Home From The Field So, 0 antivirus programs installed?

So, 0 antivirus programs installed?

So, 0 antivirus programs installed?

So I was having some issues with some programs that seemed suspicious to me at work and I wanted to scan the computer just to make sure everything was okay when I was working on some testimonial videos.  We have Symantec Endpoint Protection but I had installed Spybot S&D because this computer is a spyware nightmare waiting to happen….

However, scanning with the Symantec Endpoint Protection requires an admin password.  So I email tech support.


Me: Hello!

You guys have Symantec Endpoint Protection on our PC’s however in order for us to run it ourselves it requires a password which I do not have. Either A) can I have the password to check for viruses intermittently or B) can you run it on the back office computer. Thank you 🙂


Them: Derpette,

I am sorry we do not give that password out. It is an administrative password. You Endpoint software is running all the time so there is no need in most cases to run a manual scan. Is something happening on that computer that is causing you to be alarmed?

Please reply to this email so that we can have a better understanding of what is going on.

All Knowing IT Man

Me: Well I was trying to use a program to edit a testimonial video and my Spybot S&D popped something up about it but the endpoint didn’t. I scanned with the Spybot and got 36 spyware/malwares off the computer. So I just wanted to do a check. I got rid of the programs and wanted to just do a sweep to make sure everything was clear.



Them: Installing multiple antivirus programs in not recommended. It can actually cause programs to not function properly.

All Knowing IT Man


-FACEPALM-  I was about to return an e-mail stating the Spybot S&D was a Spyware/Malware remover not an anti-virus but….  It just hurt too bad…  Just because I’m a woman doesn’t mean I don’t know what I’m doing.  All I asked was for you to scan the computer because your software won’t let me do it myself.


  1. Arghh i hate Tech guys like that, Im not sure why most Telephone based support seem to have an attitude attached to them, i like to lead them on pretending im stupid, then say something to scare them

  2. It’s a bad idea to run any antimalware along with antivirus for the same reason that it’s a bad idea to run two antivirus programs side by side. They do low level scans, and can wreak havoc if they’re both running at the same time, to the point of crashing the machine, or even file corruption.

    Endpoint’s not a bad program if it’s configured properly, because it’ll lock the machine down tight, to the point where it won’t allow you to run any programs that Symantec hasn’t signed off on. In this scenario, I’d be interested to see if the spyware/malware that was found was active and functional, or if it was just a bunch of tracking cookies or something of the like.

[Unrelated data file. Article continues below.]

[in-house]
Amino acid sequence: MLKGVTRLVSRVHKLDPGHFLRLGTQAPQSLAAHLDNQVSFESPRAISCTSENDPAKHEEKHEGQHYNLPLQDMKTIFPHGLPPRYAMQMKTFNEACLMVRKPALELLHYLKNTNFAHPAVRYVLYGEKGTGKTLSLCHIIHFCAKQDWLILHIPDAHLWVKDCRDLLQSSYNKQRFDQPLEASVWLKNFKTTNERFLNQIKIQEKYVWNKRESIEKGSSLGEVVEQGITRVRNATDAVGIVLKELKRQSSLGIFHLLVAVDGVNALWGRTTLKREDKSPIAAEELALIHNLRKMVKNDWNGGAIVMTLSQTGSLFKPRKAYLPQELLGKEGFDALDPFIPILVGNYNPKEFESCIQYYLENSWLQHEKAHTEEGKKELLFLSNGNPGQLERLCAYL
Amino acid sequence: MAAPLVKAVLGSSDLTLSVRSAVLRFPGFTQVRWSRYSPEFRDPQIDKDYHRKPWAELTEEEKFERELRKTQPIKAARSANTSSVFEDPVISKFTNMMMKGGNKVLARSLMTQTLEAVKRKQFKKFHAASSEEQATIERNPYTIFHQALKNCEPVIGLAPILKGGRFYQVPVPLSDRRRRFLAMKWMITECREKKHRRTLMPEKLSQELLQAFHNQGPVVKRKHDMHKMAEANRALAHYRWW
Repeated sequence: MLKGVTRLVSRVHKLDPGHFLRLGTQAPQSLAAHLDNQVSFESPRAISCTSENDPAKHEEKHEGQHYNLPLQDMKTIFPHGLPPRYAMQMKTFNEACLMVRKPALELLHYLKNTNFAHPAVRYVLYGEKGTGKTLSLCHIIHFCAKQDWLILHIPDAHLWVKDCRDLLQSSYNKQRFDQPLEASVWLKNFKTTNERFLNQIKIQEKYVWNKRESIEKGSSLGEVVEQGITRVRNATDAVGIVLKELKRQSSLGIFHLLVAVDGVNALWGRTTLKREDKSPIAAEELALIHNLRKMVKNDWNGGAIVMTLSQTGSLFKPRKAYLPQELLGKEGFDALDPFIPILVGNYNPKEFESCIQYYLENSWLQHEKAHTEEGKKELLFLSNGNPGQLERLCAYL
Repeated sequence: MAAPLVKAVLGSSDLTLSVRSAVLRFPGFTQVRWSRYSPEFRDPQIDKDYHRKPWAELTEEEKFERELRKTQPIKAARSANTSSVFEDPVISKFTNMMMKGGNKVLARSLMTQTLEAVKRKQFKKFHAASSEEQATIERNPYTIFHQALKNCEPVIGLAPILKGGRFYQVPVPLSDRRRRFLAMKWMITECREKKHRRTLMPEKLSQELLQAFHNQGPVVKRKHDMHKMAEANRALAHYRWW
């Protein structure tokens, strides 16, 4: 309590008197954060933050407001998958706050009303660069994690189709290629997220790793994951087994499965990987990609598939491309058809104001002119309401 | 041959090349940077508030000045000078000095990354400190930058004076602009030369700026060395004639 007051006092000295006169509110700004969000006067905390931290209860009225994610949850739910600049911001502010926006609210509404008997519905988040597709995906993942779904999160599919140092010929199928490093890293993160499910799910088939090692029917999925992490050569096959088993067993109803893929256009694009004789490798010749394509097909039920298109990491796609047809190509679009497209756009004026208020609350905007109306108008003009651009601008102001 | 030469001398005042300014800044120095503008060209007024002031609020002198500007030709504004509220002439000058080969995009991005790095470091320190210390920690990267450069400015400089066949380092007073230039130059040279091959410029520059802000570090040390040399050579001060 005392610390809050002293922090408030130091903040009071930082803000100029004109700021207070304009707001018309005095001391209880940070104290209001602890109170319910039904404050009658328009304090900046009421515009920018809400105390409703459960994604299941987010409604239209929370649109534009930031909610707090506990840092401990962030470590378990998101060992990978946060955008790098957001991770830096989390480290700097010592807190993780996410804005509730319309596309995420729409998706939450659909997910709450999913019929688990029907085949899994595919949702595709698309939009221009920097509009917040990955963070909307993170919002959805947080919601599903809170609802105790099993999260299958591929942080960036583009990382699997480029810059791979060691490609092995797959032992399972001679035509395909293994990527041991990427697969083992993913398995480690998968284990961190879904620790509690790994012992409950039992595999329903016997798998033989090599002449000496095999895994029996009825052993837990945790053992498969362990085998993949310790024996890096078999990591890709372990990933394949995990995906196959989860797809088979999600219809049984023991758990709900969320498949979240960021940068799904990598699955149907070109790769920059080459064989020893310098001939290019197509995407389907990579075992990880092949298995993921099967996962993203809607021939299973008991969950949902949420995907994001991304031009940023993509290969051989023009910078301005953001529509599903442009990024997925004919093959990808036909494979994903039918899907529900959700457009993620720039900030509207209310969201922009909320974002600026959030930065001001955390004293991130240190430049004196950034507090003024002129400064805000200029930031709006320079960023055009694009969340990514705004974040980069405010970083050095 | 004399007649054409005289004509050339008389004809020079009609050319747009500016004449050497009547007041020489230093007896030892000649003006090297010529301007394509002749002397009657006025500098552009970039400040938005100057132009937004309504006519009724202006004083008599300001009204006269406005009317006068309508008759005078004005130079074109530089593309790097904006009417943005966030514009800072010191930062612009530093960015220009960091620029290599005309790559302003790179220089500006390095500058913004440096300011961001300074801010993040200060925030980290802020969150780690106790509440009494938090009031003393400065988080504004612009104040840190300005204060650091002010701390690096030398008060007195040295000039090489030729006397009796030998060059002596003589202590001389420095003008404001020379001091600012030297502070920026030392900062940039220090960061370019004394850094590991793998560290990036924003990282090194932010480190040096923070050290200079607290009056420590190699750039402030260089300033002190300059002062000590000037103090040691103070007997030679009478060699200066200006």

• Yeah, spybot does a good job of scaring the crap out of its user(s) by flagging tracking cookies as potential malware/spyware.

    •  While I would agree with your assessment at a rather basic level, the real problem is that most commercial antivirus programs don’t seem to be very effective against the common extortionware viruses. It seemed that Kaspersky, McAfee, and Symantec all ignored the “malware”, and it took Malwarebytes or Spybot to undo the infestations.

      My pet theory on why that was the case is that, at a point, it’s hard to identify much of any difference between the hysterical, threatening popups that the commercial AV products make if you don’t renew your subscription and the hysterical, threatening popups that the extortion viruses hit you with if you don’t pay their fees. Therefore, the AV companies tend to respect their “competitors'” efforts as an honor-among-thieves situation or just realized that if they called such hysteria and extortion to be bad, well they were doing the same thing and peddling malware themselves.

      I used to actually have “discussions” with one of the sysadmins who was responsible for maintaining our antivirus solution, he was adamant that an AV should not be expected to remove “malware”, and my contention was that it sure as hell should remove malware that edits system configurations, changes the flags on both system and user files, and otherwise renders the machine unusable in a malicious manner. Since we couldn’t get any traction on replacing the ineffective managed AV solution, the rest of the techs and I just kept wasting hours upon hours of time each week removing the extortionware from our end users’ systems.

  3. Sounds like the IT man was some dude who they hired to quote the company line. He has no real IT prowess. I mean, he’s advocating Norton?!

  4. I work for Symantec and wanted to clarify a couple points. Symantec Endpoint Protection is more than just antivirus and includes protection against spyware as well as other security measures. Also, SEP is always on and a manual scan shouldn’t be required. As other commenters have noted, multiple antimalware solutions can cause issues when running concurrently. I’m not familiar with Spybot S&D but it’s possiblethat it’s flagging things like tracking cookies (also suggested by another commenter). But with all that, I’m sorry you felt like your IT was giving you attitude. I’ve run into the same thing with other companies…like my health insurance. When I had trouble logging into my account and called support, his response was, “You likely have a virus.” I was trying to log in from my work computer…at Symantec. I bit my tongue instead of yelling, “Not likely, do you know where I work!!”


Please enter your comment!
Please enter your name here

This site uses Akismet to reduce spam. Learn how your comment data is processed.